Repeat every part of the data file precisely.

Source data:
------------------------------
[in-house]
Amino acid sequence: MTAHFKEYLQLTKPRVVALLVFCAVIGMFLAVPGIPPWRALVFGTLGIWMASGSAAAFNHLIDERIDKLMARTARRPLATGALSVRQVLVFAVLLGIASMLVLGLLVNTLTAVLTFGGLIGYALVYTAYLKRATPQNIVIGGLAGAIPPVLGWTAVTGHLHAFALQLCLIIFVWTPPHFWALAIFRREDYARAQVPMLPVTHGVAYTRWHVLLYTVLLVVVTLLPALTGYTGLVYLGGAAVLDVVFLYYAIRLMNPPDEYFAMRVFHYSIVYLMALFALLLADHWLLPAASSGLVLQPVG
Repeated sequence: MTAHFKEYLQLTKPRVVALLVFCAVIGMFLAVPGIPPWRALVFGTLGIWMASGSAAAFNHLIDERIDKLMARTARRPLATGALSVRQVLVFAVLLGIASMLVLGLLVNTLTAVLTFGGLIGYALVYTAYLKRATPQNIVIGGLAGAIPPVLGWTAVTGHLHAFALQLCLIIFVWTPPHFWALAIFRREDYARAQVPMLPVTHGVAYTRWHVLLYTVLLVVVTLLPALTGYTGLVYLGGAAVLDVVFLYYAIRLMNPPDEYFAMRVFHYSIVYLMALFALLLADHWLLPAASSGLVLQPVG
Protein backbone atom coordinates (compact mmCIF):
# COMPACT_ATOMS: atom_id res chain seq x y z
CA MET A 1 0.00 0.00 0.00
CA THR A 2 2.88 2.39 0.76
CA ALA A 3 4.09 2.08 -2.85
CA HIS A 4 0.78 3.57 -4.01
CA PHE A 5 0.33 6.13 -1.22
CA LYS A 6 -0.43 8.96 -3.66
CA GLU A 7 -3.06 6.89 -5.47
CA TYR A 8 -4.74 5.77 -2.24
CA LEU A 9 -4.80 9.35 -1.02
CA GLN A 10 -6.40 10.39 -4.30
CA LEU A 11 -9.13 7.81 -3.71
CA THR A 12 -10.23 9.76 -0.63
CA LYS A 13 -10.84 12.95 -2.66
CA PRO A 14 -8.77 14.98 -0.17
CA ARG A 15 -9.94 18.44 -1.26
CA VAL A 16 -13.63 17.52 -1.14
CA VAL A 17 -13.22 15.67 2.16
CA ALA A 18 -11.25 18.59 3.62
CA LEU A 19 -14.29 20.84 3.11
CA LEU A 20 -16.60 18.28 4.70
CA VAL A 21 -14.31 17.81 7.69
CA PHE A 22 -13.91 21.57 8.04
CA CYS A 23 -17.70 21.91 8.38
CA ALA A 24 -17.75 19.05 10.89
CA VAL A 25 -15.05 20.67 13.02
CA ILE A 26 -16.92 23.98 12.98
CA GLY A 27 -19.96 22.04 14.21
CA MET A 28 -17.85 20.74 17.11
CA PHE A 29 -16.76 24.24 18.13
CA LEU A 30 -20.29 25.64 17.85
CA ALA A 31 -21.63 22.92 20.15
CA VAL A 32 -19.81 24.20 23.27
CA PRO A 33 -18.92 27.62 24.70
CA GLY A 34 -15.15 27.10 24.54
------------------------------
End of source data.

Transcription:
[in-house]
Amino acid sequence: MTAHFKEYLQLTKPRVVALLVFCAVIGMFLAVPGIPPWRALVFGTLGIWMASGSAAAFNHLIDERIDKLMARTARRPLATGALSVRQVLVFAVLLGIASMLVLGLLVNTLTAVLTFGGLIGYALVYTAYLKRATPQNIVIGGLAGAIPPVLGWTAVTGHLHAFALQLCLIIFVWTPPHFWALAIFRREDYARAQVPMLPVTHGVAYTRWHVLLYTVLLVVVTLLPALTGYTGLVYLGGAAVLDVVFLYYAIRLMNPPDEYFAMRVFHYSIVYLMALFALLLADHWLLPAASSGLVLQPVG
Repeated sequence: MTAHFKEYLQLTKPRVVALLVFCAVIGMFLAVPGIPPWRALVFGTLGIWMASGSAAAFNHLIDERIDKLMARTARRPLATGALSVRQVLVFAVLLGIASMLVLGLLVNTLTAVLTFGGLIGYALVYTAYLKRATPQNIVIGGLAGAIPPVLGWTAVTGHLHAFALQLCLIIFVWTPPHFWALAIFRREDYARAQVPMLPVTHGVAYTRWHVLLYTVLLVVVTLLPALTGYTGLVYLGGAAVLDVVFLYYAIRLMNPPDEYFAMRVFHYSIVYLMALFALLLADHWLLPAASSGLVLQPVG
Protein backbone atom coordinates (compact mmCIF):
# COMPACT_ATOMS: atom_id res chain seq x y z
CA MET A 1 0.00 0.00 0.00
CA THR A 2 2.88 2.39 0.76
CA ALA A 3 4.09 2.08 -2.85
CA HIS A 4 0.78 3.57 -4.01
CA PHE A 5 0.33 6.13 -1.22
CA LYS A 6 -0.43 8.96 -3.66
CA GLU A 7 -3.06 6.89 -5.47
CA TYR A 8 -4.74 5.77 -2.24
CA LEU A 9 -4.80 9.35 -1.02
CA GLN A 10 -6.40 10.39 -4.30
CA LEU A 11 -9.13 7.81 -3.71
CA THR A 12 -10.23 9.76 -0.63
CA LYS A 13 -10.84 12.95 -2.66
CA PRO A 14 -8.77 14.98 -0.17
CA ARG A 15 -9.94 18.44 -1.26
CA VAL A 16 -13.63 17.52 -1.14
CA VAL A 17 -13.22 15.67 2.16
CA ALA A 18 -11.25 18.59 3.62
CA LEU A 19 -14.29 20.84 3.11
CA LEU A 20 -16.60 18.28 4.70
CA VAL A 21 -14.31 17.81 7.69
CA PHE A 22 -13.91 21.57 8.04
CA CYS A 23 -17.70 21.91 8.38
CA ALA A 24 -17.75 19.05 10.89
CA VAL A 25 -15.05 20.67 13.02
CA ILE A 26 -16.92 23.98 12.98
CA GLY A 27 -19.96 22.04 14.21
CA MET A 28 -17.85 20.74 17.11
CA PHE A 29 -16.76 24.24 18.13
CA LEU A 30 -20.29 25.64 17.85
CA ALA A 31 -21.63 22.92 20.15
CA VAL A 32 -19.81 24.20 23.27
CA PRO A 33 -18.92 27.62 24.70
CA GLY A 34 -15.15 27.10 24.54